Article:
Woman who trafficked cocaine in Yellowknife to be sentenced next month

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The lawyer of a Yellowknife woman convicted of trafficking cocaine says his client should be sentenced to time served after facing bail conditions that restricted her liberty, preventing her from pursuing addictions treatment outside of NWT.

A jury convicted Serenus Bryan, 52, on one count of trafficking cocaine following a trial in early November. She was acquitted of trafficking fentanyl.

Bryan was one of dozens arrested and charged in September 2016 as part of Project Green Manalishi, a sweeping RCMP probe into high-level drug trafficking in the territory and its capital that targeted two distinct operations, and their leaders, Todd Dube and Norman Hache.

Over a three-day trial, jurors heard dozens wiretapped conversations between Bryan and Dube, the bulk of which featured back-and-forths about cash, drugs and outstanding debts.

Bryan was never tied to any physical drugs by police.

Trafficked cocaine ‘socially’

Last month, following the jury’s verdict, Bryan’s lawyer Steven Smith and Crown prosecutor Duane Praught squared off to settle a fact not established by the jury’s verdict: what was Bryan’s level of involvement in the Dube-led network?

Justice Karan Shaner ruled Bryan trafficked the cocaine on a “social” level, not on a commercial scale – a contention made by Praught. The distinction significantly lowered the sentence Byran could face.

Sentencing judges typically grant offenders a credit of 1.5 days for every day spent in remand custody – when a prisoner is awaiting trial, sentencing, or resolution of their charge. The sum is then deducted from the total sentence imposed.

Bryan, who was released the day after her arrest in 2016, isn’t eligible for remand credit, but she’s been on bail with conditions since her release more than two years ago. Those conditions, which included a requirement for Bryan to stay inside her home between the hours of 7 p.m. and 7 a.m., were overly onerous and restricted her liberty, argued Smith during sentencing submissions in NWT Supreme Court on Thursday.

Bryan was also barred from leaving the territory, a condition she said made her “miss out” on “many things.”

“It cost me so much in my life,” said Bryan, standing to address Justice Shaner. With no long term treatment facilities in the territory, Bryan said the condition to remain in NWT deprived her of a chance to overcome her addiction to cocaine and opiates.

A judge can, using their discretion, apply credit to time spent on bail with overly restrictive conditions. Factors including the length of time spent on bail, how strict the conditions were, and the effect on the offender’s liberty, are considered.

Bryan’s lawyer asked the court to consider a sentence of six months – before considerations of strict release conditions – followed by 12 to 18 months probation. With the amount of credit Smith is seeking, Bryan would effectively be sentenced to time served if Shaner accepts his recommendation, meaning she would have no time left to serve.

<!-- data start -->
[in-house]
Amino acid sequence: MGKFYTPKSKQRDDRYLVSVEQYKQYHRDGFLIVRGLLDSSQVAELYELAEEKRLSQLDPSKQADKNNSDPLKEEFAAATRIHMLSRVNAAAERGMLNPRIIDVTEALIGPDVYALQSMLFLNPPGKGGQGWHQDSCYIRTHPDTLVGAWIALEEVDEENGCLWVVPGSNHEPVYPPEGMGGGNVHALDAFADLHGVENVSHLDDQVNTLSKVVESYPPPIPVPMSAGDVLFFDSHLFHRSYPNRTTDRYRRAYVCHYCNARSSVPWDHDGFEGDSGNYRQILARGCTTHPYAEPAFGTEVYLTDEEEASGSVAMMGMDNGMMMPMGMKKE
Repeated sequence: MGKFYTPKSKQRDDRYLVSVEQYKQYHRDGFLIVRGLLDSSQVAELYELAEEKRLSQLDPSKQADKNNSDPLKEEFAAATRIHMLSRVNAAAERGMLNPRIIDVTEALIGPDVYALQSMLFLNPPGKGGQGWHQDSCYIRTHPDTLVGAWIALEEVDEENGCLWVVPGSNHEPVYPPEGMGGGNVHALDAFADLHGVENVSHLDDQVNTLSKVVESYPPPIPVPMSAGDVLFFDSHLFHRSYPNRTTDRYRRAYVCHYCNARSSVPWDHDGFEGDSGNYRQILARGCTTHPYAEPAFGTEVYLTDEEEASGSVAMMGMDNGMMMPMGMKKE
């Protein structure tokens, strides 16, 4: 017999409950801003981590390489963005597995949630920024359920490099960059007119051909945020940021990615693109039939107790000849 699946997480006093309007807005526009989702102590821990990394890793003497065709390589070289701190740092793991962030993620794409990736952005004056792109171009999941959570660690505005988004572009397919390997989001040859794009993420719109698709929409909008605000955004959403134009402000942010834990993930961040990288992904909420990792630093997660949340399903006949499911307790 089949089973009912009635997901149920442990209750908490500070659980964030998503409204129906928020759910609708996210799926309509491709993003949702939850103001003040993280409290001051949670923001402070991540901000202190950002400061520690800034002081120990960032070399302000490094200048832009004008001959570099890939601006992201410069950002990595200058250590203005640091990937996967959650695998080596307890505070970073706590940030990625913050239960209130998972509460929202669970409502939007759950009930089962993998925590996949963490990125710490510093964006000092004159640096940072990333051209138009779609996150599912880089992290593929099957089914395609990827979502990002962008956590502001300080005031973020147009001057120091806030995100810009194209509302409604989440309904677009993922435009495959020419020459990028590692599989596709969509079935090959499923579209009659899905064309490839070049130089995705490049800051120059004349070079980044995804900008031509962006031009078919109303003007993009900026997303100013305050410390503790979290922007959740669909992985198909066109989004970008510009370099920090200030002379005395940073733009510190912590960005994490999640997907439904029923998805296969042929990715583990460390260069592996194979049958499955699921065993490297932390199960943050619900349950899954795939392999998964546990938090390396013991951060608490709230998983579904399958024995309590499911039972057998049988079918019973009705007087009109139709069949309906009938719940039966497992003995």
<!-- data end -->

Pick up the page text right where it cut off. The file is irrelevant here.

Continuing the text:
Praught, who argued no mitigating weight should be placed on Bryan’s bail conditions, called for eight months custody coupled with one-year probation.

Praught acknowledged certain mitigating factors related to the case, including Bryan’s deep drug addiction at the time of her arrest, but said there is no evidence to suggest her bail conditions were overly onerous.

In recommending an eight-month sentence, Praught said Bryan displayed a level of premeditation by deciding to traffic and sell cocaine – a highly addictive drug that has had devastating impacts on communities in the North.

‘Not a victimless crime’

“This was not a victimless crime,” said Praught, noting domestic abuse, child neglect and property crime are often associated with the consumption and trafficking of the drug.

Bryan has four convictions for drug trafficking dating back to 1999, when she received a 12-month sentence

Bryan told the court receiving long term treatment is her “first priority.” Bryan said she fell into addiction in her early twenties as the result of successive abusive relationships.

Leaving the court with “a lot to think about,” Shaner reserved her decision. She’s expected to sentence Bryan on Feb. 5.

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As the Yellowknifer’s crime reporter, it’s my job to keep readers up to speed on all-things “cops and courts” related. From house fires and homicides to courtroom clashes, it’s my responsibility to be there - day or night, rain or shine. When I’m not at court gathering stories, I’m in the office, making calls to lawyers, emailing RCMP and tracking down sources. After hours, I rely on the public to let me know what’s happening and where. Entering my second winter in Yellowknife since leaving my hometown of Peterborough, Ont., in October 2017, everyday on this beat continues to be challenging, rewarding and fulfilling. Got a story? Call me at (867) 766-8288 or shoot me an email at editorial@nnsl.com.

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